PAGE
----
The new article is proving to be particularly interesting to think about though, dealing with the issue of storylines and environments within games and how they define the amount of work game designers have to put in to increase the ‘proportion of freedom’ (and how game designers can get around this by creating the illusion of freedom and altering players’ expectations).

Introducing massive…

Welcome to, my new weblog covering massively multiuser online entertainment (mmoe), among other subjects. The format of differs quite a bit from my old weblog,; there are now three concurrent weblogs running called massive, middling and tiny, updating at different intervals and concentrating on different themes.

Tiny will be (in theory, as with everything else here) updated daily with various assorted interesting links.

Middling will have personal commentary and some links, updated every three days or so.

Massive is the centrepiece of this weblog and as such will carry on the Vavatch spirit of updating at completely random periods (nominally once a week, but who knows how the whims of the universe will change that?). Massive is one of the main reasons why I’ve created – I wanted a place where I could talk about massively multiuser online games – but more about those later. I’ll also cover space and biology topics, as usual. I’m hoping that I’ll be able to increase the length of articles in massive so they’ll go into some depth, and also back articles up with links and references. The latter is quite important to me; much of the stuff I read on weblogs is interesting but ultimately pure unsubstantiated speculation dealing in generalities – I want to avoid that.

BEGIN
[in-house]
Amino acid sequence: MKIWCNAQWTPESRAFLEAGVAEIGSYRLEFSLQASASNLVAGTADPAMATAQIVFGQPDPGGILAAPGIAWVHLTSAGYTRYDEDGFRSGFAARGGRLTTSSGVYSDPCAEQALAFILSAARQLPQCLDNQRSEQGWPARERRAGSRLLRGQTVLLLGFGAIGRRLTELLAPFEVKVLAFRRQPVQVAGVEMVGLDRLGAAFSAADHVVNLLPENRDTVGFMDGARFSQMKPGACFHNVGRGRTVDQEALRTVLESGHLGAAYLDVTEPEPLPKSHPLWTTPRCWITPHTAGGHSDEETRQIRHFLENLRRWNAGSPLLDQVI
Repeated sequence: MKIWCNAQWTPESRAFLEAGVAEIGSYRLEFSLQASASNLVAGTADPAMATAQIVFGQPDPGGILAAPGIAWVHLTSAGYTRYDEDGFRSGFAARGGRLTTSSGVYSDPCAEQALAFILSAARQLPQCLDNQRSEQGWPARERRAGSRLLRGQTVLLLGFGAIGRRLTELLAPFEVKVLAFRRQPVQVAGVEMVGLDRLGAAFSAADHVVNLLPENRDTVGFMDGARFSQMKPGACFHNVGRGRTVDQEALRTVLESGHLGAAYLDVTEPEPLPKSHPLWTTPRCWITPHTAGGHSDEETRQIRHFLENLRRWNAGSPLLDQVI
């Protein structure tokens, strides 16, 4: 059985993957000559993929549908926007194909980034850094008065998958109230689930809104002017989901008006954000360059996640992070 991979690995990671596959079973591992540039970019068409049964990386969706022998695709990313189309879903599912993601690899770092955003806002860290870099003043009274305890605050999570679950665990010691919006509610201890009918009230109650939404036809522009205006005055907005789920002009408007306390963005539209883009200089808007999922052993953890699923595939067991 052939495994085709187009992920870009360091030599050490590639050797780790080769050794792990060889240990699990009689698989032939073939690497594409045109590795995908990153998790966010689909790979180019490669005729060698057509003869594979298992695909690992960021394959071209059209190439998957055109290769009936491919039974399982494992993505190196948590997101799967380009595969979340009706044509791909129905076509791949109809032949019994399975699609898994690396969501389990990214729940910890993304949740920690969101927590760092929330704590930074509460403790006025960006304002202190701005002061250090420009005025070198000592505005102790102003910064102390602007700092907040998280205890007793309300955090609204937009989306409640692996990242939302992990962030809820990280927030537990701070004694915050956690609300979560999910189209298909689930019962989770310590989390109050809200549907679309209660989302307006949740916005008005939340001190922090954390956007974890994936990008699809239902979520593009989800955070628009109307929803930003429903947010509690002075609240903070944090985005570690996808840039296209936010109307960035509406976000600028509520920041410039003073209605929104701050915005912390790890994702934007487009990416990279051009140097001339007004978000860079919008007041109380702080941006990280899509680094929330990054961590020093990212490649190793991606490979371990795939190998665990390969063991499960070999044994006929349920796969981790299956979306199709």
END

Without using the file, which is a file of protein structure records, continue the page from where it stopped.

So, you might ask, exactly what was the point of starting up a new weblog at Aren’t I just complicating things with this weird differential concurrent multiple weblogs thing? After all, I could simply write everything in one column.

I could, but I’m not going to since this keeps things more organised. I was aware on Vavatch that there were plenty of topics that interested some people but not others, and this problem would be exacerbated if I was serious about writing about mmoe. With this new layout, people can easily pick out and read what interests them – the serious articles, the personal commentary, or the random links.

I registered because I thought it’d be nice to have a change, and also because it’s a more relevant name than Vavatch.

*What is massively multiuser online entertainment (mmoe)? It’s any form of entertainment that involves over one hundred individuals interacting in some form, separated in physical but not temporal space. Games such as Ultima Online and Everquest qualify as mmoe, but not Starcraft or Quake. However, I’m not exclusively talking about massively multiplayer online roleplaying games (mmorpgs) here; they might have the lion’s share of the users and media attention, but that won’t last. I’m talking about any form of entertainment – it might be a group of a thousand people reading an online detective story, solving puzzles, finding hints and exchanging tips with each other (ring any bells?).

Why is it important? It’s a form of entertainment never seen before, and it draws together a number of new technologies that vastly increase the scope of entertainment in general, allowing it to be experienced collectively by more people than ever, over a longer length of time and larger physical space for less money. It sounds attractive, but it’s hard to do and has already seen the world’s largest game company lose $10 million in an attempt to put mmoe into practice.

Can you be more specific? Yes, I can. That’s the purpose of the mmoe section on this weblog – to explore in detail the possibilities of massively multiuser online entertainment and to look at the current developments in mmoe right now.
Continue reading “Introducing massive…”